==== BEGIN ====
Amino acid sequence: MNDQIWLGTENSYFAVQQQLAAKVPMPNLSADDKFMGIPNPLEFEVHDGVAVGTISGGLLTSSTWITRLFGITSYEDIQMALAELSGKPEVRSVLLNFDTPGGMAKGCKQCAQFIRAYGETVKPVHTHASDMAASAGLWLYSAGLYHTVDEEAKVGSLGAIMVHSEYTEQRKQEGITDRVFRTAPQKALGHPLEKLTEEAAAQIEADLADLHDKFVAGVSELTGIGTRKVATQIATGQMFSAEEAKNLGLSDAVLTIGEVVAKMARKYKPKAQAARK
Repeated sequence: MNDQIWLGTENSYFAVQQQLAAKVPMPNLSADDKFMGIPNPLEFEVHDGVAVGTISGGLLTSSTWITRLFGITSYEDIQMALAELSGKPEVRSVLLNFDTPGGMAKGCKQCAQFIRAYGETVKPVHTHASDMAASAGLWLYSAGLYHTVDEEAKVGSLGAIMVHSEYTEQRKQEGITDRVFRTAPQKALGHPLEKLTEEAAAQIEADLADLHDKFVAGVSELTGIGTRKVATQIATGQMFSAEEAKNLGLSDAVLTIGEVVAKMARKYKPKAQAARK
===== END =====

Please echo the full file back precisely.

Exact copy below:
Amino acid sequence: MNDQIWLGTENSYFAVQQQLAAKVPMPNLSADDKFMGIPNPLEFEVHDGVAVGTISGGLLTSSTWITRLFGITSYEDIQMALAELSGKPEVRSVLLNFDTPGGMAKGCKQCAQFIRAYGETVKPVHTHASDMAASAGLWLYSAGLYHTVDEEAKVGSLGAIMVHSEYTEQRKQEGITDRVFRTAPQKALGHPLEKLTEEAAAQIEADLADLHDKFVAGVSELTGIGTRKVATQIATGQMFSAEEAKNLGLSDAVLTIGEVVAKMARKYKPKAQAARK
Repeated sequence: MNDQIWLGTENSYFAVQQQLAAKVPMPNLSADDKFMGIPNPLEFEVHDGVAVGTISGGLLTSSTWITRLFGITSYEDIQMALAELSGKPEVRSVLLNFDTPGGMAKGCKQCAQFIRAYGETVKPVHTHASDMAASAGLWLYSAGLYHTVDEEAKVGSLGAIMVHSEYTEQRKQEGITDRVFRTAPQKALGHPLEKLTEEAAAQIEADLADLHDKFVAGVSELTGIGTRKVATQIATGQMFSAEEAKNLGLSDAVLTIGEVVAKMARKYKPKAQAARK